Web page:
I do digital history because my goal is to contribute to what scholars, students, and ordinary Americans know about African American history. Over 8,000 people visited the Black Quotidian site in its first seven months. While this would be modest for a commercial website, the project has likely already reached more people than any of my academic journal articles. For me, Black Quotidian counts because Scalar makes it possible to share primary sources about events and people—such as basketball and tennis star Ora Washington, Ghana’s independence, Cleveland businessman and hairdresser Wilbert Black, and civil rights activist Victoria DeLee—with popular audiences in ways that simply are not possible in traditional print forms.
Digital history represents a new way to continue traditions that have long been important for scholars of African American history and culture, as well as scholars working on LGBTQ, Native American, Latina/o, and Asian American history. These traditions include being creative and resourceful in terms of methodology, and communicating knowledge beyond the academy. Woodson’s vision of scholarly communication, promoting history one mail-order pamphlet at a time, remains valuable in our digital age. The questions about how digital projects count for hiring, tenure, and promotion are crucially important, but I hope that we will also see the conversations prompted by the digital turn as a continuation of earlier efforts to expand the boundaries of what history is and can be.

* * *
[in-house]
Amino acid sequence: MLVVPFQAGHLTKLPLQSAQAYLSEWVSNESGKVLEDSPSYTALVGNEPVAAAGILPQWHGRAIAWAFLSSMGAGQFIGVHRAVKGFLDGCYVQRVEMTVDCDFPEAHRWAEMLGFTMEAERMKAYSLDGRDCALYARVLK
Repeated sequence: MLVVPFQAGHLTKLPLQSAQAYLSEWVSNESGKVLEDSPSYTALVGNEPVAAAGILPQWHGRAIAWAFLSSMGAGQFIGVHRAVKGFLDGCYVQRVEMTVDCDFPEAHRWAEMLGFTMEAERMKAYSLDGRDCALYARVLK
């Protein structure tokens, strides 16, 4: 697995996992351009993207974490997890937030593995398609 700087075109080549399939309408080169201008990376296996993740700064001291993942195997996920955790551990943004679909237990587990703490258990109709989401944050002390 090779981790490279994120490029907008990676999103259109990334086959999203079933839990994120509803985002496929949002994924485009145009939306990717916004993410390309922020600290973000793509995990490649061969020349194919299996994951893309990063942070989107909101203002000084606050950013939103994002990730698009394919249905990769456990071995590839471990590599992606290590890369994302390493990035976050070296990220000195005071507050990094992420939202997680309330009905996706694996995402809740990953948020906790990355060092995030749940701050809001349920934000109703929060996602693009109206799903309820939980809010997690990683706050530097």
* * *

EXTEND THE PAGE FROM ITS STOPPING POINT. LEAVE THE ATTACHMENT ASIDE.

Matthew Delmont is a professor of history at Arizona State University. In addition to Black Quotidian, he is the author of three books, Why Busing Failed: Race, Media, and the National Resistance to School Desegregation; Making Roots: A Nation Captivated; and The Nicest Kids in Town: American Bandstand, Rock ’n’ Roll, and the Struggle for Civil Rights in 1950s Philadelphia. He is currently working on a book tentatively titled To Live Half American: African Americans at Home and Abroad during World War II.